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Coracoid Process Fracture S42.133A 811.02

 

synonyms:coracoid process fracture, conjoined tendon origin fracture

Coracoid Process Fracture ICD-10

Coracoid Process Fracture ICD-9

  • 811.02 Fracture of scapula; closed, coracoid process
  • 811.12 Fracture of scapula; open, coracoid process

Coracoid Process Fracture Etiology / Epidemiology / Natural History

  • Uncommon.  3%-13% of all scapular fractures.  <1% of all fractures. 
  • Generally associated with acromial, clavicular, or scapular fracture, acromioclavicular separation or glenohumeral dislocation.

Coracoid Process Fracture Anatomy

  • Short head of the biceps,  coracobrachialis and pectoralis minor attached to the coracoid process.

Coracoid Process Fracture Clinical Evaluation

  • Tenderness and swelling in the anterior shoulder. 
  • Pain with abduction and external rotation. 
  • Document neurovascular examination.  May cause compression on the brachial plexus and suprascapular nerve.

Coracoid Process Fracture Xray / Diagnositc Tests

  • Shoulder xray demonstrates displacement of coracoid process.  May be difficult to see on plain films
  • MRI demonstrates osseous avulsion of the coracoid process and can be used to determine which muscles are attached to the displaced fragment. 
  • CT: best deliniates fracture configuration. 
  • Consider EMG prior to surgery. 

Coracoid Process Fracture Classification / Treatment

  • Nondisplaced: Conservative care with sling and activity limitations. 
  • Displaced: treatment is controversial.  Consider ORIF generally through an anterior approach with fixation with 3.5mm screw and washer.  

Coracoid Process Fracture Associated Injuries / Differential Diagnosis

Coracoid Process Fracture Complications

  • Infection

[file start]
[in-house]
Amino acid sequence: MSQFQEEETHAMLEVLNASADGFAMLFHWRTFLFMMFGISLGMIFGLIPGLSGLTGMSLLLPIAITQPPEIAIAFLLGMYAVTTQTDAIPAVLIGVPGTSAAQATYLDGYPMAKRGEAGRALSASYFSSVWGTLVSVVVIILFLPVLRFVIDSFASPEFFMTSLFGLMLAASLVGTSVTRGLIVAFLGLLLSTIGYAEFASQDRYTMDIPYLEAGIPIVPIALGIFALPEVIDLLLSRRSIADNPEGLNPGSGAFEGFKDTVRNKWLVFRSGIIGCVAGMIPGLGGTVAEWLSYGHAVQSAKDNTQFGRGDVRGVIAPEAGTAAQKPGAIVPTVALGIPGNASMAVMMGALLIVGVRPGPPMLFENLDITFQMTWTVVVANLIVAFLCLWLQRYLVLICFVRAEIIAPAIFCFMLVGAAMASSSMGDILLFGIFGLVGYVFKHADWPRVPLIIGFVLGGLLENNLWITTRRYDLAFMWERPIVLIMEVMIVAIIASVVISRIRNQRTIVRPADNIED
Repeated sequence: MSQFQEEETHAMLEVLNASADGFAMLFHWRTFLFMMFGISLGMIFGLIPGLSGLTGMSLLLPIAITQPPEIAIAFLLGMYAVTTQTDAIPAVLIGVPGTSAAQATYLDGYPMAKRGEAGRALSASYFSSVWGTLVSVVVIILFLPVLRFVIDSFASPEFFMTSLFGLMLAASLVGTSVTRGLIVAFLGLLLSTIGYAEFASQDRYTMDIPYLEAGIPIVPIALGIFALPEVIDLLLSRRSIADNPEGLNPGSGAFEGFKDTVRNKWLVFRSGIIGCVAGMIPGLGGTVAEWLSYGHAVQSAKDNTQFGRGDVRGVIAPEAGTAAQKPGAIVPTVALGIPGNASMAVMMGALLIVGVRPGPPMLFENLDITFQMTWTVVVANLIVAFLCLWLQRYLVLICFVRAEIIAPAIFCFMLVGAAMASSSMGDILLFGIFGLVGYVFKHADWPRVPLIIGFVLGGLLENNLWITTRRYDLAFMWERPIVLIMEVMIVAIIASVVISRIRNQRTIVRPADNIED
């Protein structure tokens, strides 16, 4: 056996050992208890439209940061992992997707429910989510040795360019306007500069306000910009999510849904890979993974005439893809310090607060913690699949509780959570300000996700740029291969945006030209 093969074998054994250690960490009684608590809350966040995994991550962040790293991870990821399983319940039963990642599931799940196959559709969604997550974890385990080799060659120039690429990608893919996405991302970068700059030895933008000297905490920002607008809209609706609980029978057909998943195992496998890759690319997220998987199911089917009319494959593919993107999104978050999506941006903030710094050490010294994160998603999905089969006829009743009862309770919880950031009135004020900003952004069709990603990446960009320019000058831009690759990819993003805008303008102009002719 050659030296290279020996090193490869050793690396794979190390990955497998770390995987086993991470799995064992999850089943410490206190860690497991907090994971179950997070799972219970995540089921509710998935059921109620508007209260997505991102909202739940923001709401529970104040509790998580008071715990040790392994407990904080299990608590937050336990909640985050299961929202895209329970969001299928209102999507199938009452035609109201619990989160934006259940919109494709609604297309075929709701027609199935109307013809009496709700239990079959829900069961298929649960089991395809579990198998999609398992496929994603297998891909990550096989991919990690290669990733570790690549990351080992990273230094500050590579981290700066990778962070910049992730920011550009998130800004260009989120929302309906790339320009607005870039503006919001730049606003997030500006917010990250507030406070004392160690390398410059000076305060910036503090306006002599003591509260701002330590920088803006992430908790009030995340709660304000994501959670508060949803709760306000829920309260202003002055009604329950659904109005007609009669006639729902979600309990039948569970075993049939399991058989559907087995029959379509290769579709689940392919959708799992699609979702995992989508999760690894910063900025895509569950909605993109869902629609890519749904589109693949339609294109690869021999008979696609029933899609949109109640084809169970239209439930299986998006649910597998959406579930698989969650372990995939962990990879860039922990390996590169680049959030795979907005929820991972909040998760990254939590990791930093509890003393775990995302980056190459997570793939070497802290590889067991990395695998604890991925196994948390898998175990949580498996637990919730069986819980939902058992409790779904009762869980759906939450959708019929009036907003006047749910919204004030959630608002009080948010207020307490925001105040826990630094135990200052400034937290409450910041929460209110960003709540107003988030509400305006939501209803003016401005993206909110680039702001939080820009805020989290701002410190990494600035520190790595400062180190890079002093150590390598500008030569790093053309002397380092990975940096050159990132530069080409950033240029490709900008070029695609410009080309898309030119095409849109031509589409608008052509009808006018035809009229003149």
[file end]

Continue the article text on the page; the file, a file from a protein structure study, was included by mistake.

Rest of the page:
• Refracture
  • Delayed union / nonunion
  • Hardware failure
  • Malunion
  • Incisional scar (cosmesis)
  • CRPS
  • Shoulder pain
  • Shoulder stiffness

Coracoid Process Fracture Follow-up Care

  • Post-op: sling for comfort, no overhead motion. Immediate pendelum ROM exercises.
  • 10-14 Days: Wound check, sutures removed. Start PT for gentle ROM exercises. No resistive exercises/activities. Sling as needed for comfort.
  • 6 weeks: Xrays, if union is evident begin strengthening and resistive exercises. No contant athletics.
  • 3 months: Repeat xrays. If pt is painfree and union is obvious pt may return to sport. Generally avoid contact sports and heaving lifting for 4-6 months.
  • Shoulder Outcome measures.

Coracoid Process Fracture Review References

  • Hill BW, Jacobson AR, Anavian J et-al. Surgical management of coracoid fractures: technical tricks and clinical experience. J Orthop Trauma. 2014;28 (5): e114-22.
  • Petty OH. “Fracture of the coracoid process of the scapula caused bymuscular action,” Annals of Surgery. 1907;45(3):427–430. Ogawa K, Yoshida A, Takahashi M, and Ui M, “Fractures of the coracoid process.”. Journal of Bone and Joint Surgery B, 1997; 79, (1):17-19.
  • McGinnis M, Denton JR. “Fractures of the Scapula: A Retrospective Study of 40 Fractured Scapulae. Journal of Trauma and Acute Care Surgery. 1989;29(11):1488–1493. 
  • Eyres KS, Brooks A, Stanley D. “Fractures of the Coracoid Process.” The Journal of Bone and Joint Surgery. 1995;77(3):425–428. 
  • Ada JR, Miller ME. “Scapular fractures: analysis of 113 cases.” Clinical Orthopaedics and Related Research. 1991;269:174–180. 
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